Binge Eating and Depression: How They “Feed” on Each Other
Melissa knows she is depressed. She finds it difficult to get out of bed, and she sleeps too much. She tells her mother it feels like she’s living inside a storm cloud. At the center of all her bad feelings is eating.
The problem first appeared when she was about fourteen. The picture she had in her mind of what girls were supposed to look like didn’t match what she saw in the mirror. She felt lonely. Each new diet left Melissa feeling tired and deprived; she’d start eating to feel better. Once she started eating, she felt powerless to stop. Afterward, Melissa felt worse than ever. “Why can’t I control myself?” she thought.
If you’ve suffered through episodes of binge eating, you know the feelings of shame and embarrassment that follow; but depression probably contributes to binge eating in the first place. So what does it mean for you if depression precedes emotional eating, and overeating precedes depression?
If, like Melissa, you feel angry and upset with yourself, it might be time to let yourself off the hook. A problem with binge eating was never your preference; complex psychological and social pressures shaped the way you see yourself in relation to food.
The years you spend with binge eating and depression act like the pillars beneath a bridge, strengthening the roads you use in your brain to determine your perceptions and behaviors. In other words, breaking free of the cycle of depression and eating isn’t just a matter of eating healthy or going for a walk each day—you need time to change those perceptions and behaviors. You need time to build new roads.
So how exactly are binge eating and depression related?
A study published in the Journal of Adolescent Health found that teenagers who reported feeling depressed were twice as likely to binge eat. Additionally, teens who binge ate regularly were twice as likely to be at risk for depression. Other studies have shown that as many as half of the people who experience eating disorders also experience depression.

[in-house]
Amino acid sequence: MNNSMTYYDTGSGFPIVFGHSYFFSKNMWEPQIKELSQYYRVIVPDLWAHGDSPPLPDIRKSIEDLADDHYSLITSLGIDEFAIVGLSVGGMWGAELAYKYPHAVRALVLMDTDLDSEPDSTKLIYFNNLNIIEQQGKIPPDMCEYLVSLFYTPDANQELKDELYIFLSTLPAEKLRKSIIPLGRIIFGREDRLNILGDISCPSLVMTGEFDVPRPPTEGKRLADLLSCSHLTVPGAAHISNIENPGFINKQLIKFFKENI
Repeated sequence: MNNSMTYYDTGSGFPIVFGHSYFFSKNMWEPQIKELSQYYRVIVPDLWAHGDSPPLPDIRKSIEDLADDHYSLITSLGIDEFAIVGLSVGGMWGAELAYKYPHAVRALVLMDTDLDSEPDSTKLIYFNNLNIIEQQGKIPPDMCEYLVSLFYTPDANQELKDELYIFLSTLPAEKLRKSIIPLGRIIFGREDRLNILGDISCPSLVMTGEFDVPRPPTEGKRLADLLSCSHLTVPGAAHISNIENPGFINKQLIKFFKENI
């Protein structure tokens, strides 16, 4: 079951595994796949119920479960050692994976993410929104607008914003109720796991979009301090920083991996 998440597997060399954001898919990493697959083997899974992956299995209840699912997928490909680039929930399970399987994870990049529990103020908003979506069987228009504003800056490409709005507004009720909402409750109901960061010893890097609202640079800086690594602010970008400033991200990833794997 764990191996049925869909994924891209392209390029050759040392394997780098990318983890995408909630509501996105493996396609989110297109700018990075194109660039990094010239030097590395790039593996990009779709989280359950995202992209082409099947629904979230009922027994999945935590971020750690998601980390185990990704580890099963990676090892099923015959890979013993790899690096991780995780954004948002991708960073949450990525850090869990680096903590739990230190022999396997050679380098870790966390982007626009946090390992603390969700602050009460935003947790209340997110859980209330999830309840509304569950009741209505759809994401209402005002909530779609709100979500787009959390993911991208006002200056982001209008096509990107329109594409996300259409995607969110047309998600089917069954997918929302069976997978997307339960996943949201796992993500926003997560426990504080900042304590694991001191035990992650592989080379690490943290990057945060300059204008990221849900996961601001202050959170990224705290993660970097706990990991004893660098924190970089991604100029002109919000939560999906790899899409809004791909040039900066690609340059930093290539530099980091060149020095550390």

The link between eating uncontrollably and feeling bad about life makes sense: both binge eating and depression are characterized by self-directed negative feelings. Depression-related binge eating problems can look like perfectionism in your life; you might feel like you’re just not good enough. When you think about binge eating in this way—as a way to feel differently about your situation—it becomes clear that it’s more about what’s going on with you emotionally, and less about the actual food.
Torn between the two platforms of wanting to numb the pain, and wanting to feel good about yourself, you end up on the tracks.
Can I break free?
While it might sound overwhelming that binge eating and depression latch onto each other, it makes understanding overeating a little easier. The connection also makes the path to getting better more clear cut: in order to change your relationship to food, you’ll need to sift through and learn how to manage the pain and hurt you’ve felt in your life.
One of the hardest—yet most rewarding—parts of overcoming depression and binge eating is learning to feel good about who you are now. Breaking free of the negative cycle will be much easier with help. In most cases, changing the way you see yourself works best when you’re able to sort through it all with a professional counselor. Getting better might mean trying an antidepressant, or it might mean shedding light on your past.
Counseling for Binge Eating and Depression
- Individual Therapy – binge eating is often a symptom of an imbalance, unmet need or habit that developed as a coping strategy. Therapy can help you identify your unique relationship with food and ways to heal and overcome binge eating and depression.
Read more about binge eating disorder.
Read more about depression treatment.
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